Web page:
Amazing love - more than just a Valentine
Ruth Lilley explains that there is much more to love than the sentiments expressed on Valentine’s cards.
As I sit here writing, it is Valentine’s Day. A day for some that will have an air of mystery. Will they get a card? Will they know who it is from? Will someone secretly declare their love?
The image above is courtesy of https://pixabay.com
Yet, there is a love that is so much more extravagant than the love that will be secretly or even openly declared this Valentine’s Day. A love that is also full of mystery.
This love is different to the ‘love’ we see in the world around us. This love is kind, patient and gentle. This love says, “You first,” and “that’s OK.” This love protects, trusts, hopes and perseveres. (1 Corinthians 13:4-7).
Along with all these things, comes the mystery. This love gave itself for us all. This love, given so outrageously, so we could be free. Again, the mystery – because we are loved so much, Jesus was willing to give His life. Jesus died, so we could walk in victory and know that we are forgiven and covered by grace. Why would this love give us so much? I believe it is because God is love and He wants us to know and feel His love.
Valentine’s Day can induce a number of different feelings; we may struggle with seeing all the romance going on around us and feel very alone. We may not feel very loved. Yet, if we are able to lift our gaze and remind ourselves of this perfect love, to rise up in the strength of this extravagant love, then instead we can stand on something real and true. We can celebrate this love that we are shown by the One who holds us. We find safety and security in this love that never lets go, never gives up and is given to us without condition or expectation.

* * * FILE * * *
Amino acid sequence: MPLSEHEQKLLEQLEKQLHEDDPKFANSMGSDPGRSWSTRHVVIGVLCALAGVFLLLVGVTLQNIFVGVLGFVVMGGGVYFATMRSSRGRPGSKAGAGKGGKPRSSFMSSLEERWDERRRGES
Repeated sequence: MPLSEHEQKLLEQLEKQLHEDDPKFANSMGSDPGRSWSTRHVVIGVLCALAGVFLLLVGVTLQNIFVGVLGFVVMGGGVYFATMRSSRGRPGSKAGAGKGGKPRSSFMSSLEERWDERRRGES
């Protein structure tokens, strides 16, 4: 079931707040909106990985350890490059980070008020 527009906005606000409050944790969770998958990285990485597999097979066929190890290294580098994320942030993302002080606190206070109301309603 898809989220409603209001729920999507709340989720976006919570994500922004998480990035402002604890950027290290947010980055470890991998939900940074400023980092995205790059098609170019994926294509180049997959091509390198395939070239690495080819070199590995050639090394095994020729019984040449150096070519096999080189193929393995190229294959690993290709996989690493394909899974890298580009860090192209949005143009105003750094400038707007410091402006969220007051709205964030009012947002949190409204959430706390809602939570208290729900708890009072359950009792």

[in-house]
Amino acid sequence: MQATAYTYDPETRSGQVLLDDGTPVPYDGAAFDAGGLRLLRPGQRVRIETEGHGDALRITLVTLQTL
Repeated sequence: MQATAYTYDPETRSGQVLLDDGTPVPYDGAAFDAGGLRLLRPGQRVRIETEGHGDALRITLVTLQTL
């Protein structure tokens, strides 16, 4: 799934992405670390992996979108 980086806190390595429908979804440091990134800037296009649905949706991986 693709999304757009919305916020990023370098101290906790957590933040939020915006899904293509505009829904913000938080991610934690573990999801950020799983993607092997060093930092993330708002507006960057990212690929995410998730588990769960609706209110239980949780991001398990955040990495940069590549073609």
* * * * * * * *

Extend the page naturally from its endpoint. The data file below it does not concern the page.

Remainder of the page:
When we choose to receive this generous, crazy, extravagant, "you first", kind of love, again there is even more mystery, for then it enables us to love others in this way. We begin to learn that really, it’s not about me – it is about them. As we choose to fix on this love, which is steadfast, it empowers us. We can then become the ones who are kind, patient and gentle. We can find the strength to say, “You first,” and “that’s OK.” We choose to protect, trust, hope and persevere.
By choosing this love, each new day we can hope to tread better steps which demonstrate this amazingly, wonderful love.
Ruth Lilley is the family worker at Meadow Way Chapel in Hellesdon. She also enjoys writing, and writes a regular blog called ‘With Every Sun Comes A New Day.’
The views carried here are those of the author, not of Network Norwich and Norfolk, and are intended to stimulate constructive debate between website users.